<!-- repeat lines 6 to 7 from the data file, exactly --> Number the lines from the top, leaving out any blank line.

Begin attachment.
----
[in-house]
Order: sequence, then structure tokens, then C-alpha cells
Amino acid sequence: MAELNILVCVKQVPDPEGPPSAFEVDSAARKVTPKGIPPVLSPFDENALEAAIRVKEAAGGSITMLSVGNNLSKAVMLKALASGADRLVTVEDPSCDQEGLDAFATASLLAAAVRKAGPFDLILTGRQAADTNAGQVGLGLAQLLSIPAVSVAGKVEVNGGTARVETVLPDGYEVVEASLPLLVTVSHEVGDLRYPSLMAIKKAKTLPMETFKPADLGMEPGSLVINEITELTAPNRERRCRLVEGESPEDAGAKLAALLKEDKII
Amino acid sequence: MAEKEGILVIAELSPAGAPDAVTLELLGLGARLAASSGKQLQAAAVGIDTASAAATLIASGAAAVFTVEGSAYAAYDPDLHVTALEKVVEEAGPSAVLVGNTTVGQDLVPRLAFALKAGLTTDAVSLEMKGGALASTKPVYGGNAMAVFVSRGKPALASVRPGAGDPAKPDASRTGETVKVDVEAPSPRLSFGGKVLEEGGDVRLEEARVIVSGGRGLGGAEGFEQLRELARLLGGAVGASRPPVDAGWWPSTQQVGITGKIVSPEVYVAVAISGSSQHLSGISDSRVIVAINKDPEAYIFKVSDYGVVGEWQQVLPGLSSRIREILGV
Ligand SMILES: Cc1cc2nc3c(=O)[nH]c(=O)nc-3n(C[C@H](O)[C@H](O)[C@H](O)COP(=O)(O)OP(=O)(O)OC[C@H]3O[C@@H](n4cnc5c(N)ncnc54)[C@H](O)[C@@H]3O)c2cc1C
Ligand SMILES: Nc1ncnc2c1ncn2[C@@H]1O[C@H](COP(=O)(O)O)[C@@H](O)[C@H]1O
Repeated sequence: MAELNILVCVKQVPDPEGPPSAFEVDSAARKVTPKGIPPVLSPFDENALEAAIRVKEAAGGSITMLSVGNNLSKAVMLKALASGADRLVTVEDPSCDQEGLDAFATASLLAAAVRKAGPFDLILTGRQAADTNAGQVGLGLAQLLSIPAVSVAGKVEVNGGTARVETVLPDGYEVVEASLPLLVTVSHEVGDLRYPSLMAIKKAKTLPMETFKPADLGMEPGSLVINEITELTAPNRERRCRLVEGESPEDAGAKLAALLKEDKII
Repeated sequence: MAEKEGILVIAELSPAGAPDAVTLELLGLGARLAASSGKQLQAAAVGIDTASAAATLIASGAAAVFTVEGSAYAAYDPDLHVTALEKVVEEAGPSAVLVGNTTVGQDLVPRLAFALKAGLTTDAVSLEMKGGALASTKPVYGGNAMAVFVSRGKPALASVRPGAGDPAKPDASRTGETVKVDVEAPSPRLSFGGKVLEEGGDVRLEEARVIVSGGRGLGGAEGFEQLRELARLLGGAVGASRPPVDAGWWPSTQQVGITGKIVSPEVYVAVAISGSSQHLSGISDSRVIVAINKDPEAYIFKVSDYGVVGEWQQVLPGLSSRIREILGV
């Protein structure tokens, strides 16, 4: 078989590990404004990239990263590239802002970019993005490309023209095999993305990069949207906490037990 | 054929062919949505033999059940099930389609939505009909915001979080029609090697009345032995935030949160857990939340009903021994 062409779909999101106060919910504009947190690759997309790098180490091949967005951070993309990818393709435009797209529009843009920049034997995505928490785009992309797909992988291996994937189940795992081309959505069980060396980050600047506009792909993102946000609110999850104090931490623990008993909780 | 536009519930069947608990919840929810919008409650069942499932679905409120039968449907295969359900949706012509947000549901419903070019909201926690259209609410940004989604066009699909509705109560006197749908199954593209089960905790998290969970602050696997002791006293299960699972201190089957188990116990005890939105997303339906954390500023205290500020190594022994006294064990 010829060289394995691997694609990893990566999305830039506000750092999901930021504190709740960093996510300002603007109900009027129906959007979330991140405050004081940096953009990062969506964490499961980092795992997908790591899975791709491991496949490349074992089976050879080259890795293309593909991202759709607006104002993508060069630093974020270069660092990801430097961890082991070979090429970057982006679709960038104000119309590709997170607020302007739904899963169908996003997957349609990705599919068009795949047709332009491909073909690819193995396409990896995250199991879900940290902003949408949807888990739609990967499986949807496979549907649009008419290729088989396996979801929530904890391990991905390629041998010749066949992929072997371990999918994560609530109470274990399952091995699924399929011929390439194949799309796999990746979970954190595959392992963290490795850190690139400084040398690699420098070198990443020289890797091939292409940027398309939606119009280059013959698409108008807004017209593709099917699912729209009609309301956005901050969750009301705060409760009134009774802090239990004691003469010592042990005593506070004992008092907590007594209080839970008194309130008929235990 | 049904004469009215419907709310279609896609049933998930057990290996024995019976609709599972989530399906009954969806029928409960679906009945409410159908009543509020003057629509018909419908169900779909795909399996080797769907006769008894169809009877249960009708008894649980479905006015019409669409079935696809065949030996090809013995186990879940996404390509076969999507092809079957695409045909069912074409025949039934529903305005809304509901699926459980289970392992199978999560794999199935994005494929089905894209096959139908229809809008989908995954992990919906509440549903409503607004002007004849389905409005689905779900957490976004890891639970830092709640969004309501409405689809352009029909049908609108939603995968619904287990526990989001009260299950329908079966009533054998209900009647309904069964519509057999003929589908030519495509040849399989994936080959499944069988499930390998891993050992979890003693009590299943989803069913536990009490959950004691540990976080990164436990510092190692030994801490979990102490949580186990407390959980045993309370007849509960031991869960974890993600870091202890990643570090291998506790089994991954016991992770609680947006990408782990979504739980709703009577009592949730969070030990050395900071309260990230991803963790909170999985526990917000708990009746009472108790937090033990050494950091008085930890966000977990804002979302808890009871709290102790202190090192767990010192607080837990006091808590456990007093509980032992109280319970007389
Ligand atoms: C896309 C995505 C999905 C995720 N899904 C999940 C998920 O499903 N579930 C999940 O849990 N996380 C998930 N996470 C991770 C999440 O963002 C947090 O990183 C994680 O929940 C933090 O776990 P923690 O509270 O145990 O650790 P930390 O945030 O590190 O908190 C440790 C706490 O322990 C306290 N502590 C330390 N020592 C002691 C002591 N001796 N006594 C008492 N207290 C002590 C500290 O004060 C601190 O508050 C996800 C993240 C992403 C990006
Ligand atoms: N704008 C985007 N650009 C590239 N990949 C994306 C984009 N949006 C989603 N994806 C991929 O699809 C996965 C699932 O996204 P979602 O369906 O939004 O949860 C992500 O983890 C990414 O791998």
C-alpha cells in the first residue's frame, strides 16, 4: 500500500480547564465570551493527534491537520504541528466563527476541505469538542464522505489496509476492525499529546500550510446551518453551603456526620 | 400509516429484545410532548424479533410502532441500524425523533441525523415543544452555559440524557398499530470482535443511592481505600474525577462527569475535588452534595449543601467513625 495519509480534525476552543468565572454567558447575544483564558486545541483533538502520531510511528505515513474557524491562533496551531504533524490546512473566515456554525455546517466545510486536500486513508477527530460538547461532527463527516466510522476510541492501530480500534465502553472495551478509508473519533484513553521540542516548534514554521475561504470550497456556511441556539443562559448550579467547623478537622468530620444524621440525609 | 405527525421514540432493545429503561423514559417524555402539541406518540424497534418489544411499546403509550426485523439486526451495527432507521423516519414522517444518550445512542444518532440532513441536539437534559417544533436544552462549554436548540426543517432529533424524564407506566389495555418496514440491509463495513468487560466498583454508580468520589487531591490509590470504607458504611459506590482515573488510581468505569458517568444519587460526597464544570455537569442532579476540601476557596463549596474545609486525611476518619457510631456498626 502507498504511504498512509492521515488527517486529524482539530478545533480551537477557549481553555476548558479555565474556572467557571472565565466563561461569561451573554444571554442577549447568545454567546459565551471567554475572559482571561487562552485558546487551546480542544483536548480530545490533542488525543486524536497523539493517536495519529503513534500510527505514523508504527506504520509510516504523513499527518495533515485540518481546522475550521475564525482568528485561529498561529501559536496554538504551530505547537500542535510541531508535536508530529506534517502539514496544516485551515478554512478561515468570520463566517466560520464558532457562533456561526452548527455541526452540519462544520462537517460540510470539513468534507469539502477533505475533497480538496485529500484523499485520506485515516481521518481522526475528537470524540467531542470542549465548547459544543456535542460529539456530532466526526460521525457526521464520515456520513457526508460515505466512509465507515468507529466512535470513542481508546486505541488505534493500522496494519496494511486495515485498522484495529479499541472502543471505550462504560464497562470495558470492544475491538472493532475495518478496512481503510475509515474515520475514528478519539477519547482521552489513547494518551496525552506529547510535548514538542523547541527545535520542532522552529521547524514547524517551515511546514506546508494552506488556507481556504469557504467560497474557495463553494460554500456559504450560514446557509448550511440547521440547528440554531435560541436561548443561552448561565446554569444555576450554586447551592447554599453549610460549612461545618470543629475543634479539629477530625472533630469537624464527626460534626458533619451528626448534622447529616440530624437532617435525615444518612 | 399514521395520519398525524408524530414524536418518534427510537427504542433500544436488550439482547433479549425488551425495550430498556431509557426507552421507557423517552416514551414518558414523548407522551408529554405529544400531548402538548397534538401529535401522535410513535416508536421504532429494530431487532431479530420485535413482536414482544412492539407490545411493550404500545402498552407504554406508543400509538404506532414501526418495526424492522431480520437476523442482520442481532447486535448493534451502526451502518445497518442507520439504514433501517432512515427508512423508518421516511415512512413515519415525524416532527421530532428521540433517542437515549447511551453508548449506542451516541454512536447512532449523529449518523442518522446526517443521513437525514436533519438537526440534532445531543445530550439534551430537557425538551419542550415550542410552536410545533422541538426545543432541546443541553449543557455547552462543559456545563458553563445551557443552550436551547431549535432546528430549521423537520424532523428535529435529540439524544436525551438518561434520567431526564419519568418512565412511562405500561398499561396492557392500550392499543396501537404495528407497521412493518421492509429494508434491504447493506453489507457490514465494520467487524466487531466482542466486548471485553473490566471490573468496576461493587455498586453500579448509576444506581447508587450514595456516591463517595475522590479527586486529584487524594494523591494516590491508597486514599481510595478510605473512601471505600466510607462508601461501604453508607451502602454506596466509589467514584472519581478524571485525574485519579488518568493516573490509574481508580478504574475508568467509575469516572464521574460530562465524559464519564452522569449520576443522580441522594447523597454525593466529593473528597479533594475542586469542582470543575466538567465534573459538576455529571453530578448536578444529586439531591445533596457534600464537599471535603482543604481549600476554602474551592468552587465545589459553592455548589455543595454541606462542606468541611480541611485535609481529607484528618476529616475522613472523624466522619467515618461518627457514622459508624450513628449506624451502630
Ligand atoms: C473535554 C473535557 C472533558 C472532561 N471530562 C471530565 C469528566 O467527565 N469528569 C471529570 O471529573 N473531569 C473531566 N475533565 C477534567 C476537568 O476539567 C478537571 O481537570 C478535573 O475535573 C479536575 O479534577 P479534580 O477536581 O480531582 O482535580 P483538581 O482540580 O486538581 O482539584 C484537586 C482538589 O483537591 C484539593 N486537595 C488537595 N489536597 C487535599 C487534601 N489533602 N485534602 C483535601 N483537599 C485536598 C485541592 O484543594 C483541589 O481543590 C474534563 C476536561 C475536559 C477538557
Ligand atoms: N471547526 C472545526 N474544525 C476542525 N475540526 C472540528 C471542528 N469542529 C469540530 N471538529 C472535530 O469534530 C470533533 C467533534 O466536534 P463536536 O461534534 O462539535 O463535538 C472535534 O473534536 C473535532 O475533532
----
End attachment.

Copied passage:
Ligand SMILES: Nc1ncnc2c1ncn2[C@@H]1O[C@H](COP(=O)(O)O)[C@@H](O)[C@H]1O
Repeated sequence: MAELNILVCVKQVPDPEGPPSAFEVDSAARKVTPKGIPPVLSPFDENALEAAIRVKEAAGGSITMLSVGNNLSKAVMLKALASGADRLVTVEDPSCDQEGLDAFATASLLAAAVRKAGPFDLILTGRQAADTNAGQVGLGLAQLLSIPAVSVAGKVEVNGGTARVETVLPDGYEVVEASLPLLVTVSHEVGDLRYPSLMAIKKAKTLPMETFKPADLGMEPGSLVINEITELTAPNRERRCRLVEGESPEDAGAKLAALLKEDKII